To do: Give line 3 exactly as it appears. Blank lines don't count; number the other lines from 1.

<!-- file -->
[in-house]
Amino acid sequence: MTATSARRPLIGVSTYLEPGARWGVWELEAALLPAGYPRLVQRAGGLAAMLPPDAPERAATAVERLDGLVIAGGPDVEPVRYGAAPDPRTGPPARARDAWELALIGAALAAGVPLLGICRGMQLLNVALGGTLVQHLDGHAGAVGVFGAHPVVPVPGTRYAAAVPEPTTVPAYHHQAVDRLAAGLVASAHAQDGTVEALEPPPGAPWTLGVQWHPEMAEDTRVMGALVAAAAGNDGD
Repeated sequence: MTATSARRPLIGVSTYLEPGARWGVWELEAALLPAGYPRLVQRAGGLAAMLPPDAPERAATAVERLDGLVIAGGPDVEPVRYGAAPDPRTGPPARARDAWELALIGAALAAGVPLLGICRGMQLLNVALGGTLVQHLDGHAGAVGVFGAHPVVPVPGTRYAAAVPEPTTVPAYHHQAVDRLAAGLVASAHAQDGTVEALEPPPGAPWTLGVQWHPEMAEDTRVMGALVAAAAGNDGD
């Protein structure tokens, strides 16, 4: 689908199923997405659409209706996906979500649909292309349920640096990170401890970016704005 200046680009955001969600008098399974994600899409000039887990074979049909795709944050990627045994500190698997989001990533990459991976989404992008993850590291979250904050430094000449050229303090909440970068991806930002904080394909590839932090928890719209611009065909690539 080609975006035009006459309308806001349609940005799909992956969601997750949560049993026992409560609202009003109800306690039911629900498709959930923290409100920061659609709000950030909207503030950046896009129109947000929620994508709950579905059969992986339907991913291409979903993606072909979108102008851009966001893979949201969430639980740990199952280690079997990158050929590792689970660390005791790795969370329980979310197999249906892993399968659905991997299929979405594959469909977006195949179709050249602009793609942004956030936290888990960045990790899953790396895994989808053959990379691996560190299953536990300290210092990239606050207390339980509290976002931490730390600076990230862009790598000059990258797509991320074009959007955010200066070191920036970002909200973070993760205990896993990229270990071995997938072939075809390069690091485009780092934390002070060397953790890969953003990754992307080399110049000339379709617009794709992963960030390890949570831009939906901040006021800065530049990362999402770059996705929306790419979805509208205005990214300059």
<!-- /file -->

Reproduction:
Repeated sequence: MTATSARRPLIGVSTYLEPGARWGVWELEAALLPAGYPRLVQRAGGLAAMLPPDAPERAATAVERLDGLVIAGGPDVEPVRYGAAPDPRTGPPARARDAWELALIGAALAAGVPLLGICRGMQLLNVALGGTLVQHLDGHAGAVGVFGAHPVVPVPGTRYAAAVPEPTTVPAYHHQAVDRLAAGLVASAHAQDGTVEALEPPPGAPWTLGVQWHPEMAEDTRVMGALVAAAAGNDGD